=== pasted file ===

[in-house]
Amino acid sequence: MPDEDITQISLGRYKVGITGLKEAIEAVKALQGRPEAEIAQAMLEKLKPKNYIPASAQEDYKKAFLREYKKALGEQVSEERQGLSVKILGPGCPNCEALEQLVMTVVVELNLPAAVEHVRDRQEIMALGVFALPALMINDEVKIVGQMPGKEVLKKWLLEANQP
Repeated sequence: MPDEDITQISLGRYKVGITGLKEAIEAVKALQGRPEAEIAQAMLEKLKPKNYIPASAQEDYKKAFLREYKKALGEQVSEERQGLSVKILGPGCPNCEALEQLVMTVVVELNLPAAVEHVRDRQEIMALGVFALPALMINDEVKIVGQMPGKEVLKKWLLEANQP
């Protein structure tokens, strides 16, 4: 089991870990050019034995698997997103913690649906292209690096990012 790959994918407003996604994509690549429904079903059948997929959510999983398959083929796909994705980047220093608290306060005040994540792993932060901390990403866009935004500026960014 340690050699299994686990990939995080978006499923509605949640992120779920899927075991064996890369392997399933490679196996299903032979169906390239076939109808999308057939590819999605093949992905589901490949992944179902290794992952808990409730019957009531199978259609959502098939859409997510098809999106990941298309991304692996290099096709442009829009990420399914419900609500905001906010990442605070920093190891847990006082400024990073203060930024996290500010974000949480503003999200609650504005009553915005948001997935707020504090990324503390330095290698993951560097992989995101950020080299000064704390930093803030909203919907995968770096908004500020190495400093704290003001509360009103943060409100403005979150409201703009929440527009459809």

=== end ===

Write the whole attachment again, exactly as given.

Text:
[in-house]
Amino acid sequence: MPDEDITQISLGRYKVGITGLKEAIEAVKALQGRPEAEIAQAMLEKLKPKNYIPASAQEDYKKAFLREYKKALGEQVSEERQGLSVKILGPGCPNCEALEQLVMTVVVELNLPAAVEHVRDRQEIMALGVFALPALMINDEVKIVGQMPGKEVLKKWLLEANQP
Repeated sequence: MPDEDITQISLGRYKVGITGLKEAIEAVKALQGRPEAEIAQAMLEKLKPKNYIPASAQEDYKKAFLREYKKALGEQVSEERQGLSVKILGPGCPNCEALEQLVMTVVVELNLPAAVEHVRDRQEIMALGVFALPALMINDEVKIVGQMPGKEVLKKWLLEANQP
């Protein structure tokens, strides 16, 4: 089991870990050019034995698997997103913690649906292209690096990012 790959994918407003996604994509690549429904079903059948997929959510999983398959083929796909994705980047220093608290306060005040994540792993932060901390990403866009935004500026960014 340690050699299994686990990939995080978006499923509605949640992120779920899927075991064996890369392997399933490679196996299903032979169906390239076939109808999308057939590819999605093949992905589901490949992944179902290794992952808990409730019957009531199978259609959502098939859409997510098809999106990941298309991304692996290099096709442009829009990420399914419900609500905001906010990442605070920093190891847990006082400024990073203060930024996290500010974000949480503003999200609650504005009553915005948001997935707020504090990324503390330095290698993951560097992989995101950020080299000064704390930093803030909203919907995968770096908004500020190495400093704290003001509360009103943060409100403005979150409201703009929440527009459809």